Mozilla on Friday posted a letter urging Congress to take the broadband industry’s lobbying against encrypted DNS within Firefox and Chrome with a grain of salt – they’re dropping “factual inaccuracies” about “a plan that doesn’t exist,” it says.
Both of the entities behind those browsers – Mozilla and Google – have been moving to embrace the privacy technology, which is called DNS over HTTPS (DoH). Also backed by Cloudflare,
DoH is poised to make it a lot tougher for ISPs to conduct web surveillance; to hoover up web browsing activity and, say, sell it to third parties without people’s consent; or to modify DNS queries so they can do things like inject self-promoting ads into browsers when people connect to public Wi-Fi hotspots.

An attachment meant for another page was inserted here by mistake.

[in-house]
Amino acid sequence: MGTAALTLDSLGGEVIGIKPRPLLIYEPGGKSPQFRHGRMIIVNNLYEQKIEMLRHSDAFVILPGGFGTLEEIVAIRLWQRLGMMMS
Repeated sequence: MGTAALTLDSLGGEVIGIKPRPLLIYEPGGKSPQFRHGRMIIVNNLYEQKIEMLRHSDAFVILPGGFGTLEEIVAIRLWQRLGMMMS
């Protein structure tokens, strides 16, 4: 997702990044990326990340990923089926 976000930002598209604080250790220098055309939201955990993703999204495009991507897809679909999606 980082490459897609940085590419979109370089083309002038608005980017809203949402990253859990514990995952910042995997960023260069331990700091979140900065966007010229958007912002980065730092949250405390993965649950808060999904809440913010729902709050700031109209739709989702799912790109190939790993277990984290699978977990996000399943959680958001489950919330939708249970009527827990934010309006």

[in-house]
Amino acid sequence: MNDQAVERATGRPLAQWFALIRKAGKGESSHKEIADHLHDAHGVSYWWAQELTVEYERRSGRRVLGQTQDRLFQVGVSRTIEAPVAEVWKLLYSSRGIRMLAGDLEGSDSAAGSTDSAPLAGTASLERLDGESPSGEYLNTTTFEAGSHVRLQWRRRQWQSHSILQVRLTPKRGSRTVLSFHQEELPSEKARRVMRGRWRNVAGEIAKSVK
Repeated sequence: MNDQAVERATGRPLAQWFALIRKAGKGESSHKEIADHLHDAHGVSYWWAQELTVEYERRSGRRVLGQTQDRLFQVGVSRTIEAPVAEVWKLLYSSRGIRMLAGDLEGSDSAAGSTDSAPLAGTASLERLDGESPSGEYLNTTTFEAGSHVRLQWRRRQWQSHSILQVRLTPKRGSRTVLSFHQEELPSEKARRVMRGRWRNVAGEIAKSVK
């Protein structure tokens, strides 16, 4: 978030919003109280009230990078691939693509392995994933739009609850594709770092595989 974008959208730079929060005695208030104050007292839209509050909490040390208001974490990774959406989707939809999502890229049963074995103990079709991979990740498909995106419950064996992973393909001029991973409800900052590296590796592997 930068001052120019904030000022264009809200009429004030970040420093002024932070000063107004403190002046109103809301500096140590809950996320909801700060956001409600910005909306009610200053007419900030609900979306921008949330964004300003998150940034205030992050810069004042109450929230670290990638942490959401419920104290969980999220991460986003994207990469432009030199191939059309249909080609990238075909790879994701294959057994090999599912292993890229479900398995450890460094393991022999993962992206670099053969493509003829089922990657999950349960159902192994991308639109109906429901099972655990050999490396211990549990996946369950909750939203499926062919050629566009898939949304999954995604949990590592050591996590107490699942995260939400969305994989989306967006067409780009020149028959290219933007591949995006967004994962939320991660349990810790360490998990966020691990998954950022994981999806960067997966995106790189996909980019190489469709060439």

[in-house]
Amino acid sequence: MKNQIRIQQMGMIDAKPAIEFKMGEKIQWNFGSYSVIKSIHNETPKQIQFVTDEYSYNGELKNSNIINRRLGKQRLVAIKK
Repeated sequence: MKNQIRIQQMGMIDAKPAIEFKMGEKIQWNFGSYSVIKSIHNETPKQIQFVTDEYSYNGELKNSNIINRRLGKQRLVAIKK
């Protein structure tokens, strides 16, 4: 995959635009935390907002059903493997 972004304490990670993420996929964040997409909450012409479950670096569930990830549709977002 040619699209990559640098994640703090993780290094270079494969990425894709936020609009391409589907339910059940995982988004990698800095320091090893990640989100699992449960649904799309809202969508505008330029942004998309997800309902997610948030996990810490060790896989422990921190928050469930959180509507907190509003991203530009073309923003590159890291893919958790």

Those are just some of the ISP sins that Mozilla listed in its letter, which urged the chairs and ranking members of three House of Representatives committees to examine the privacy and security practices of ISPs, particularly with regards to the domain name services (DNS) ISPs provide to US consumers.
DoH isn’t a panacea – you can check out Paul Ducklin’s explanation of the issues it raises in the Naked Security podcast below – but it promises to at least seriously gum up tracking and monetization of data.
In September, Mozilla announced that it would turn on DoH by default for users of the Firefox browser’s desktop version in the US. Within days, Google issued a me-too, officially announcing its own DoH experiment in Chrome.
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Mozilla has published this FAQ about DoH.
For more details about the complexities and issues behind the new privacy technology listen in as Paul Ducklin explains it in this Naked Security podcast